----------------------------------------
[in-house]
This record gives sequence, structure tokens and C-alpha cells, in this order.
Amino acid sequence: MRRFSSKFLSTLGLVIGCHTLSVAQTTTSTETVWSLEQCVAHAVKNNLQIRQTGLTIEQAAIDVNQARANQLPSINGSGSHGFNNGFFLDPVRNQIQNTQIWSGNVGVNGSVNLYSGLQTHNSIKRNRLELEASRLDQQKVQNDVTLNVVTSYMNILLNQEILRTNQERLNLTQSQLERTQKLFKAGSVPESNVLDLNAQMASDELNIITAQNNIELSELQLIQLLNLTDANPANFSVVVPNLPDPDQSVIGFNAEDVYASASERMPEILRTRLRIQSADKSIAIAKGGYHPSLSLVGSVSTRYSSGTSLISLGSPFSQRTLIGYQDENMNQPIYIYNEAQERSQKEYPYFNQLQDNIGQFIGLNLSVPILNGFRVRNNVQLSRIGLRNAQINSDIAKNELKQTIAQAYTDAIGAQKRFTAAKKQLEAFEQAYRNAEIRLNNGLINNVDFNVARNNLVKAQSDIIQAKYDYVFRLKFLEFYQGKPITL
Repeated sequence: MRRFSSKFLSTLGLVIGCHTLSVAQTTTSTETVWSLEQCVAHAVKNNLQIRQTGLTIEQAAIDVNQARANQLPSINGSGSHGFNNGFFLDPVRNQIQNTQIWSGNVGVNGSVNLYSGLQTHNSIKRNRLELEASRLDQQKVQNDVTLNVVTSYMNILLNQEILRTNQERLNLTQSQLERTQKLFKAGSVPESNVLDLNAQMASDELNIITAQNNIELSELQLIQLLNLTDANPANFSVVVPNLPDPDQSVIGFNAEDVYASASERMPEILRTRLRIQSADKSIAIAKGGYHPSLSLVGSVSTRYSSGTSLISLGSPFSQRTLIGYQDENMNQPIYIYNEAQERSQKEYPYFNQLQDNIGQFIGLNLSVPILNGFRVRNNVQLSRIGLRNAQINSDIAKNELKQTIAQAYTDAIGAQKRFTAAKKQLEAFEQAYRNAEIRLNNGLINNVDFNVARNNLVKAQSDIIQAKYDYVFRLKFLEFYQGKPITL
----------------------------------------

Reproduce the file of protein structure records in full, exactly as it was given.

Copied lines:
[in-house]
This record gives sequence, structure tokens and C-alpha cells, in this order.
Amino acid sequence: MRRFSSKFLSTLGLVIGCHTLSVAQTTTSTETVWSLEQCVAHAVKNNLQIRQTGLTIEQAAIDVNQARANQLPSINGSGSHGFNNGFFLDPVRNQIQNTQIWSGNVGVNGSVNLYSGLQTHNSIKRNRLELEASRLDQQKVQNDVTLNVVTSYMNILLNQEILRTNQERLNLTQSQLERTQKLFKAGSVPESNVLDLNAQMASDELNIITAQNNIELSELQLIQLLNLTDANPANFSVVVPNLPDPDQSVIGFNAEDVYASASERMPEILRTRLRIQSADKSIAIAKGGYHPSLSLVGSVSTRYSSGTSLISLGSPFSQRTLIGYQDENMNQPIYIYNEAQERSQKEYPYFNQLQDNIGQFIGLNLSVPILNGFRVRNNVQLSRIGLRNAQINSDIAKNELKQTIAQAYTDAIGAQKRFTAAKKQLEAFEQAYRNAEIRLNNGLINNVDFNVARNNLVKAQSDIIQAKYDYVFRLKFLEFYQGKPITL
Repeated sequence: MRRFSSKFLSTLGLVIGCHTLSVAQTTTSTETVWSLEQCVAHAVKNNLQIRQTGLTIEQAAIDVNQARANQLPSINGSGSHGFNNGFFLDPVRNQIQNTQIWSGNVGVNGSVNLYSGLQTHNSIKRNRLELEASRLDQQKVQNDVTLNVVTSYMNILLNQEILRTNQERLNLTQSQLERTQKLFKAGSVPESNVLDLNAQMASDELNIITAQNNIELSELQLIQLLNLTDANPANFSVVVPNLPDPDQSVIGFNAEDVYASASERMPEILRTRLRIQSADKSIAIAKGGYHPSLSLVGSVSTRYSSGTSLISLGSPFSQRTLIGYQDENMNQPIYIYNEAQERSQKEYPYFNQLQDNIGQFIGLNLSVPILNGFRVRNNVQLSRIGLRNAQINSDIAKNELKQTIAQAYTDAIGAQKRFTAAKKQLEAFEQAYRNAEIRLNNGLINNVDFNVARNNLVKAQSDIIQAKYDYVFRLKFLEFYQGKPITL